Matches a 5in HD Android touch-screen with a gamepad and links to a PC with GeForce GTX graphics
Heavily rounded heel means runners who land heel first lose less momentum. And mid-foot pods help your foot roll straight
Dramatically improved popular action sports camera is now smaller, lighter, takes better video, better in low light and bursts
Creepy Return of the Jedi and The Shining steadicam technology is now available to iPhone and GoPro users
Samsung’s latest budget chromebook packs in a great deal of style. Although sadly it’s let down by a poor resolution screen
An update to the original Sensia. It retains the same stylish looks with punchier processor, but the resistive display is cumbersome
The latest in innovative consumer technology including: the future of home gaming, running shoes redefined and the latest in top movie-making kit.
nVidia Project Shield
There’s a lot of innovation coming to the gaming market this year, as well as the return of traditional consoles in the form of the Sony PS4 and Microsoft’s next Xbox, there’s Android home console Ouya and this. nVidia’s Project Shield (out TBA) mates a 5” 720p high-def Android touchscreen with a gamepad and then links via wi-fi to a PC with GeForce GTX graphics - playing PC games (including titles on the popular Steam download service) on the wirelessly using the controller and screen wherever you are at home. The next step? Enabling Steam/PC gaming outside the home...
Teva TevaSphere range
Running shoes are often designed for specific gaits, while “barefoot” running shoes even require you to adopt your gait to work properly. Not this new range of shoes from Teva. Most runners heel strike first, and the TevaSphere’s heavily rounded heel means you lose less momentum and roll more naturally if you do. Then “pod-based arch supports” (two mid-foot bulges) act like rails, helping your foot roll forward in a straight line, no matter what’s under your feet. So far, the range is aimed at trail or offroad runners primarily - with performance over rocks, grass and mud being emphasised.
GoPro had already established itself as the king of toughened, action sports cameras. The Hero3 adds a lot to that already popular package - it’s smaller, lighter, takes better video (now up to 4K resolution or 1080p @ 60 frames per second for the Black Edition Hero 3), works better in low light, takes better stills and bursts, has better audio and, phew, built-in wi-fi. The end result is not just a video camera for extreme sports enthusiasts, but one even professional photographers and videographers will turn to as the tiny still/video camera you’re not afraid to put anywhere.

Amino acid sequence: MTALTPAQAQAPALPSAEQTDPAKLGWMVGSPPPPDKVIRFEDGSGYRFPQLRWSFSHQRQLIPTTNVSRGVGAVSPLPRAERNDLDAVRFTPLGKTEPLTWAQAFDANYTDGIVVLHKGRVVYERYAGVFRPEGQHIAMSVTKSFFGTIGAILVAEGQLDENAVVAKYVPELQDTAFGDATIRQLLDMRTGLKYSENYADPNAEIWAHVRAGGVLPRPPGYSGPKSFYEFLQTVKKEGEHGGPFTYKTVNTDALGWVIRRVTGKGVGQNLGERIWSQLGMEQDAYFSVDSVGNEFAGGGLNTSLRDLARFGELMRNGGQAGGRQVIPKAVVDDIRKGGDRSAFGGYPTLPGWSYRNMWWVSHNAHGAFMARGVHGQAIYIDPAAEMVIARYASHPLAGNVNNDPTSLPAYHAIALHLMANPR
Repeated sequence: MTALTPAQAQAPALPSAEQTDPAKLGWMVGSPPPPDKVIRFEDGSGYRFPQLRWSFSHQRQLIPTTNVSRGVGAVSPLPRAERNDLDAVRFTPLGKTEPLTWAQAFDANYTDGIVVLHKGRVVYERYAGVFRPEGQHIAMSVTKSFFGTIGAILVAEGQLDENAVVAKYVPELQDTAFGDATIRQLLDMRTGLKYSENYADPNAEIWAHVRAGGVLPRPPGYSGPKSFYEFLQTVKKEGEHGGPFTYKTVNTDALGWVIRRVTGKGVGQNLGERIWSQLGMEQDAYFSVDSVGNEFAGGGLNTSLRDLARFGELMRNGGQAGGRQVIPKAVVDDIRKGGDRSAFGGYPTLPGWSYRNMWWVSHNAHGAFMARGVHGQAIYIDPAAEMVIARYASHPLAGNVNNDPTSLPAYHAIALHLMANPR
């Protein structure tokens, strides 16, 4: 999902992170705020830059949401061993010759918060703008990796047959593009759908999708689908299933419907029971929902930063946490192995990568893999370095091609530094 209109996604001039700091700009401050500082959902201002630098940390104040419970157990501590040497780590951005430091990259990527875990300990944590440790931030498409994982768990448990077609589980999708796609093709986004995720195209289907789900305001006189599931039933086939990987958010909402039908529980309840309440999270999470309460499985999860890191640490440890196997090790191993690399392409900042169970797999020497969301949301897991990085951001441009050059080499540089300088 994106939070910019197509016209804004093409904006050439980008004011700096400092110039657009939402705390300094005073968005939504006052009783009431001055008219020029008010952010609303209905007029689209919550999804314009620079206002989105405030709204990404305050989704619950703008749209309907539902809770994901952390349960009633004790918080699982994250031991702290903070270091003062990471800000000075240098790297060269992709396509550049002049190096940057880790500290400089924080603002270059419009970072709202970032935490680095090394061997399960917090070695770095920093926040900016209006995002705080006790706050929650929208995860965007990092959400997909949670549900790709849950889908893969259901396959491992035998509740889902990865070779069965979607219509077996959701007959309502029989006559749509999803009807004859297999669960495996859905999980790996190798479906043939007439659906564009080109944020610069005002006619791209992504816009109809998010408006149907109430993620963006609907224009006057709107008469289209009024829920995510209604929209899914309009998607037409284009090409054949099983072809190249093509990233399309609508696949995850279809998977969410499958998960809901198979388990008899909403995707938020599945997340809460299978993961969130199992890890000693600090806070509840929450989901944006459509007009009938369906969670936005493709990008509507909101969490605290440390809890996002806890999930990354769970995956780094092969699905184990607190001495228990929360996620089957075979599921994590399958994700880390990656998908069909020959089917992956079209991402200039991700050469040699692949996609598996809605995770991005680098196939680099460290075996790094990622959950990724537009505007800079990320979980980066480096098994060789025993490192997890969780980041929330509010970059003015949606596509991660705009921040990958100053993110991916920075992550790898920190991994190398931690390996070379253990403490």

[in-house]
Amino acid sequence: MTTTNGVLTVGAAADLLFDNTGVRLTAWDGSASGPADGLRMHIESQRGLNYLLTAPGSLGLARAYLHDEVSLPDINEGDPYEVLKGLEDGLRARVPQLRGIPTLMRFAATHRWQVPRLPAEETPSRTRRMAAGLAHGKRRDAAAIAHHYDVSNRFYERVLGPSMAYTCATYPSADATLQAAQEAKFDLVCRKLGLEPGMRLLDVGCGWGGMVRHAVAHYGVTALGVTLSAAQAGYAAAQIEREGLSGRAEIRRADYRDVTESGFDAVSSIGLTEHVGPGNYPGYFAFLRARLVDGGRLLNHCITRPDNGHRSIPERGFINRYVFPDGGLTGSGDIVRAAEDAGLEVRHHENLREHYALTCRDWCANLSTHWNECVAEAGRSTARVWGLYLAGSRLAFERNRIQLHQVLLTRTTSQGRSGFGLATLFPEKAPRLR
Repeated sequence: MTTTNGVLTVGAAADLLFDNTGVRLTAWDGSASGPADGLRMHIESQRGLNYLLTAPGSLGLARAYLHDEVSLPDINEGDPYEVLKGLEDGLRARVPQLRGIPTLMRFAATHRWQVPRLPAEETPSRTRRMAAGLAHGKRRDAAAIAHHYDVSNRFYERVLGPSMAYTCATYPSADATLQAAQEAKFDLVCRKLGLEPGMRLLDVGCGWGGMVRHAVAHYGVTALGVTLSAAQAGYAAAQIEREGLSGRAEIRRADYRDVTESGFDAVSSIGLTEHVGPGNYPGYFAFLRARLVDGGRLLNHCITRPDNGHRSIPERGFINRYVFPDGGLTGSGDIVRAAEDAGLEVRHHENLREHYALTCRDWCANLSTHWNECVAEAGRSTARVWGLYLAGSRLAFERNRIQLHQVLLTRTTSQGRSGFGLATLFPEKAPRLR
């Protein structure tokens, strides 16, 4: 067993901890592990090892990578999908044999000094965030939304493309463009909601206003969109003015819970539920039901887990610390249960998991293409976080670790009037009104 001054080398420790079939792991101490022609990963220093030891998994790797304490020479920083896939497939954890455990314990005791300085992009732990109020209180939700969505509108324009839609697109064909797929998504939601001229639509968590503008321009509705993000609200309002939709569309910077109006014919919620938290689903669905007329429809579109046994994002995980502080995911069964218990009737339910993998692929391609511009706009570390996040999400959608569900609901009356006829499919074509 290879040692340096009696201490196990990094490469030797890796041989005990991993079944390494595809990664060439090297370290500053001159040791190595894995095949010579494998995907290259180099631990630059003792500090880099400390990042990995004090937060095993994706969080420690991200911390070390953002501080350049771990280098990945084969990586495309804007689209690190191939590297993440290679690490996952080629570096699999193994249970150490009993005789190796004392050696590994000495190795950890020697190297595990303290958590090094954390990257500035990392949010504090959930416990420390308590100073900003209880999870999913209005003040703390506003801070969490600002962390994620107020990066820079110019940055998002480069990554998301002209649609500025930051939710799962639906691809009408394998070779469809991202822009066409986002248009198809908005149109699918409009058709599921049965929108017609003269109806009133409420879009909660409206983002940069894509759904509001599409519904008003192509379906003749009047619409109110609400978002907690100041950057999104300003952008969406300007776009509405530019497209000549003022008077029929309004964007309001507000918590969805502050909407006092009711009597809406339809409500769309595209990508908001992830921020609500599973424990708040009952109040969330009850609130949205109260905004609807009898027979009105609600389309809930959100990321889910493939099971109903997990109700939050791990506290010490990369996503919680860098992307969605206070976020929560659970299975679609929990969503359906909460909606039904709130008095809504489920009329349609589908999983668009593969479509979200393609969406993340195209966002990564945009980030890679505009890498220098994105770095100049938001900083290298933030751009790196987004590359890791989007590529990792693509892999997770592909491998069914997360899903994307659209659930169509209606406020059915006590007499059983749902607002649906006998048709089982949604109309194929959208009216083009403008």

Return Of The Jedi’s speeder bikes through the forest, Raging Bull’s in-the-ring action and the Dunkirk landings in Atonement - all iconic movie scenes shot with a Steadicam. Now the same technology is available to iPhone and GoPro users in the form of this cheaper, but functionally very similar model. Balance is adjustable, including the option to run the rig upside down, as Kubrick did to capture Danny on his trike riding through the deserted hallways of The Shining. Operation is as simple as using the grip, with a thumb on the rig to nudge it the way you want it to turn.
App support is improving for Chrome as thousands of popular apps, not just mail, news, but entertainment and games apps are now plentiful for the Chromebook. From Chrome’s Web Store, you can quickly create shortcuts on your new tab page to launch your favourite web apps. Obviously, it works best when its connected to the Web. If Google is the centre of your world, then this will do just nicely. One small caveat, the screen resolution is a bit of a let-down when watching video.
Pure Sensia 200D Connect
But it also inherits the awkward resistive touch screen of the previous version making it difficult to operate when compared to capacitive touch screens. Even so, with the faster processor, its quick to change channels, whether you’re tuning into analogue, DAB or Internet radio stations. You can also download content via iLounge - which also allows you to stream music on your network.
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"The 1950s saw the first big wave of 3D films, but the novelty wore off. Sixty years later, 3D may be back to stay as the technology goes mainstream."
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